Daniel Graziano

Senior Machine Learning Scientist

Danny is a Senior Machine Learning Scientist who utilizes data-driven processes to re-imagine critical phases of the drug discovery life cycle. His primary interest is making complex biological data relatable and accessible to a broad audience to draw conclusions and base decisions. Danny brings 5+ years of in-vivo pharmacology experience from his time in the Novartis Neuroscience department. Throughout his work at Novartis and Massachusetts General Hospital, he developed skills in implementing DSP, time series, and statistical analysis pipelines for extracting translatable biomarker readouts from in-vivo electrophysiology data. He will be finishing his master’s degree in computer science from Boston University at the end of 2021.

Molecular Foundry

Manual synthesis dramatically stifles innovation in drug discovery for many reasons, including (i) substantial time costs, (ii) high FTE costs, (iii) low synthesis success rates (20-34%), and (iv) a bias towards known reactions.

At DeepCure, we are fixing these problems to unlock the vast chemical space that AI drug design tools want to explore, but don’t, because manually synthesizing such compounds would not be practicable.

Automated Robotic Custom Synthesis

Manual synthesis dramatically stifles innovation in drug discovery for many reasons, including (i) substantial time costs, (ii) high FTE costs, (iii) low synthesis success rates (20-34%), and (iv) a bias towards known reactions. 

 

At DeepCure, we are fixing these problems to unlock the chemical space that AI drug design tools want to explore but can’t because it is not practicably available to most chemists.

Synthetic

Steps

Reaction

Types

Reaction

Development

Industry
Standard

1

4-10

manual

91
100+2

fully 

automated

made possible with automated analytical evaluation, purification, evaporation, etc.

made practicable with automated reaction development

made feasible with miniaturization & quick turnaround (2-10 days)

Notes: 1 4+ by Q2 2024. 2 Planned to reach by end of 2024.

MolGen™

Our molecular generation tool, MolGen™, designs novel, diverse compounds. Using state-of-the-art deep reinforcement learning (RL), MolGen™ constructs synthesizable compounds with features that capture the important molecular interactions for binding and selectivity, as well as deliver the desired ADME-tox profile of the target candidate profile (TCP).

Output of PocketExpander™

MolGen™ – building & iterating compounds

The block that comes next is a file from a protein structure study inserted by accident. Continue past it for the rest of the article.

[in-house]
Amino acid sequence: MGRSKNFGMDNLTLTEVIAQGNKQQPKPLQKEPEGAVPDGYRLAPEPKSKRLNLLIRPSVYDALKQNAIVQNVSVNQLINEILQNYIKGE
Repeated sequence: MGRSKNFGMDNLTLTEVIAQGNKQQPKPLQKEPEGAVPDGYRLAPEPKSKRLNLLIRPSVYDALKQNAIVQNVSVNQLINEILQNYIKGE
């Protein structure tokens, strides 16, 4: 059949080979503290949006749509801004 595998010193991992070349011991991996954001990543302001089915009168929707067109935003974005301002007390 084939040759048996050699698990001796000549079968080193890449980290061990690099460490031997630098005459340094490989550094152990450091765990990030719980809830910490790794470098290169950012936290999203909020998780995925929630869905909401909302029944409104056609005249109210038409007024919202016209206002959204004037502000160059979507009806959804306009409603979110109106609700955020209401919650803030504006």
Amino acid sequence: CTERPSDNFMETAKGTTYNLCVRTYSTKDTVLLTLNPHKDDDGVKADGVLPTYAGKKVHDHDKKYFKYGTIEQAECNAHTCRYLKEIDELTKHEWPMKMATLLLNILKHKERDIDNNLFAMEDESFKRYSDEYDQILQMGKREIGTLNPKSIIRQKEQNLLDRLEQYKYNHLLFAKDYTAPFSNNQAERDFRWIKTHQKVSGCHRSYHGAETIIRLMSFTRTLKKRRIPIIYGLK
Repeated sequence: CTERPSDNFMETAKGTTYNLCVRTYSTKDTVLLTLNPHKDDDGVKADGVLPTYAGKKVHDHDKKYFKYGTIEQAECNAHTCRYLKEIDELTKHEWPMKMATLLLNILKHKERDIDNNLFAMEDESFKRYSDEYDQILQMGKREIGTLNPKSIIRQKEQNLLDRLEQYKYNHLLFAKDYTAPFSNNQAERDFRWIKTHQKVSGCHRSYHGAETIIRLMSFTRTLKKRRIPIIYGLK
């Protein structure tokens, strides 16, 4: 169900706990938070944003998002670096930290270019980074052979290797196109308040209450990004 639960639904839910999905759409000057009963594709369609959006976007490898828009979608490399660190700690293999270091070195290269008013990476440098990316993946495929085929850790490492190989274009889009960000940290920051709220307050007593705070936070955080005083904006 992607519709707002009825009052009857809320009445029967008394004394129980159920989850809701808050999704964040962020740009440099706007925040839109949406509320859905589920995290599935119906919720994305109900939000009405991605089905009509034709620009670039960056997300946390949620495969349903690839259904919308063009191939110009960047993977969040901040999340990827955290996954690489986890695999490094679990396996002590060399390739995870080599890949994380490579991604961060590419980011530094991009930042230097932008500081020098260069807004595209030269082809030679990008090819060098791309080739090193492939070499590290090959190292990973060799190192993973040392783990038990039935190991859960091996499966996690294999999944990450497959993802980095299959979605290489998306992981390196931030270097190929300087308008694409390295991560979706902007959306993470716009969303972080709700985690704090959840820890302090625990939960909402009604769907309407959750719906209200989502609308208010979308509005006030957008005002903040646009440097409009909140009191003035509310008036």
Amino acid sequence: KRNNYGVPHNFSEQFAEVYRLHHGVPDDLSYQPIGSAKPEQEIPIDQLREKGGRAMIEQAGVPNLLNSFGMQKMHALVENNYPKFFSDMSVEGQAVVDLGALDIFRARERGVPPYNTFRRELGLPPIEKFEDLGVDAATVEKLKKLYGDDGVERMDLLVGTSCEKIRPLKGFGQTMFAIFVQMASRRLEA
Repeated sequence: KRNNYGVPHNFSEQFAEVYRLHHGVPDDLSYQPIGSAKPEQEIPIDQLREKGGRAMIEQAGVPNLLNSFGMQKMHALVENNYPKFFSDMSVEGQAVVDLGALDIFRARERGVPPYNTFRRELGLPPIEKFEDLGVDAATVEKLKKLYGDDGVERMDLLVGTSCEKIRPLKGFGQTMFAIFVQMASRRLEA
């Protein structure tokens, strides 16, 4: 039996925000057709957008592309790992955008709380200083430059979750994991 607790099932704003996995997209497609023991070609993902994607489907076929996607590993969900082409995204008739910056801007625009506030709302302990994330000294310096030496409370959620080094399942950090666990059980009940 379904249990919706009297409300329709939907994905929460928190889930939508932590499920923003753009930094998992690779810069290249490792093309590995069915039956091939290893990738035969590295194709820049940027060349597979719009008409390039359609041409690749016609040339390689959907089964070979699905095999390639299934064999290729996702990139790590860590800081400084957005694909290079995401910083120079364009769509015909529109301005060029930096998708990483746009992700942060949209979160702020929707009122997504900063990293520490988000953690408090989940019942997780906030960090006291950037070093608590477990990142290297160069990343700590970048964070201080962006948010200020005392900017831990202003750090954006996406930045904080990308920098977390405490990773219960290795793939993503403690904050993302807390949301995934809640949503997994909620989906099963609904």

Novel, potent, & selective compound

Hypothesis Generation

Unlike other AI drug discovery companies, DeepCure does not use AI to simply match a library of compounds to a known pocket. Instead, we use our patent-pending AI methods to create causal, data-driven, human-interpretable hypotheses for binding to a given protein target. This enables us to go beyond known binding sites and ligands.

Structure-Based

Our hypothesis generation starts with a rigorous analysis of available structural information. Beyond the standard steps involved in structure preparation, our proprietary protocols also include methods for repairing structures (e.g. building missing loops) and generating more robust structures leveraging molecular dynamics (MD).

PocketExpander™

For most therapeutic targets, there is no data, limited data, or biased data. PocketExpander™ allows us to generate novel hypotheses by leveraging AI/ML and computational chemistry methods to map the protein surface and identify novel binding modes (shown as colored dots). The outputs serve as the blueprints for our molecular generation tool, i.e. MolGen™.

Causal Analysis

ML methods for drug discovery typically focus on correlations, which lead to biases for the types of compounds that have previously failed in discovery. In contrast, DeepCure uses a causal ML approach to find binding interactions without the biases for fruitless binding modes to design truly novel compounds.

Medicinal chemists engage in a conversation with explainable models

DeepCure’s platform is designed to be human-interpretable. By seeing how molecules are predicted to interact with the protein, scientists can make rational design changes to the molecule and explore interesting molecular interactions – ensuring we don’t blindly follow the ML algorithm or chemists’ intuition.